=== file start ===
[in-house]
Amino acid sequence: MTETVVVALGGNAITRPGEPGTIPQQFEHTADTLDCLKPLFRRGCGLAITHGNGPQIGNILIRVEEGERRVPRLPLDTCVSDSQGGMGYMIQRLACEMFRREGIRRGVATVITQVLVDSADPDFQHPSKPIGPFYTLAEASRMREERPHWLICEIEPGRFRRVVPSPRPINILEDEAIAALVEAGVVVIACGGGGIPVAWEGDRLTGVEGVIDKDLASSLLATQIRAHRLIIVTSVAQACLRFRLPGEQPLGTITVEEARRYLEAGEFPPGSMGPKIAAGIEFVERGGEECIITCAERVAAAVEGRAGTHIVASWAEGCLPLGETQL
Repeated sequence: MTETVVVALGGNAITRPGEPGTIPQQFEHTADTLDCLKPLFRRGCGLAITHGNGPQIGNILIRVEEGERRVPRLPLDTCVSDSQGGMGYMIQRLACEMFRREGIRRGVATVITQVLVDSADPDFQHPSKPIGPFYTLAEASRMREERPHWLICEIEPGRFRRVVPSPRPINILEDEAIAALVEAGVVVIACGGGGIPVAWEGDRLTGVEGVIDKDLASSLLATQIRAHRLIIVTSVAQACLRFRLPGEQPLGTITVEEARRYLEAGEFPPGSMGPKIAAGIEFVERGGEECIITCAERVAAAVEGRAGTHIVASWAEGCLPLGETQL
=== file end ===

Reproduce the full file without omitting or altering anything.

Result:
[in-house]
Amino acid sequence: MTETVVVALGGNAITRPGEPGTIPQQFEHTADTLDCLKPLFRRGCGLAITHGNGPQIGNILIRVEEGERRVPRLPLDTCVSDSQGGMGYMIQRLACEMFRREGIRRGVATVITQVLVDSADPDFQHPSKPIGPFYTLAEASRMREERPHWLICEIEPGRFRRVVPSPRPINILEDEAIAALVEAGVVVIACGGGGIPVAWEGDRLTGVEGVIDKDLASSLLATQIRAHRLIIVTSVAQACLRFRLPGEQPLGTITVEEARRYLEAGEFPPGSMGPKIAAGIEFVERGGEECIITCAERVAAAVEGRAGTHIVASWAEGCLPLGETQL
Repeated sequence: MTETVVVALGGNAITRPGEPGTIPQQFEHTADTLDCLKPLFRRGCGLAITHGNGPQIGNILIRVEEGERRVPRLPLDTCVSDSQGGMGYMIQRLACEMFRREGIRRGVATVITQVLVDSADPDFQHPSKPIGPFYTLAEASRMREERPHWLICEIEPGRFRRVVPSPRPINILEDEAIAALVEAGVVVIACGGGGIPVAWEGDRLTGVEGVIDKDLASSLLATQIRAHRLIIVTSVAQACLRFRLPGEQPLGTITVEEARRYLEAGEFPPGSMGPKIAAGIEFVERGGEECIITCAERVAAAVEGRAGTHIVASWAEGCLPLGETQL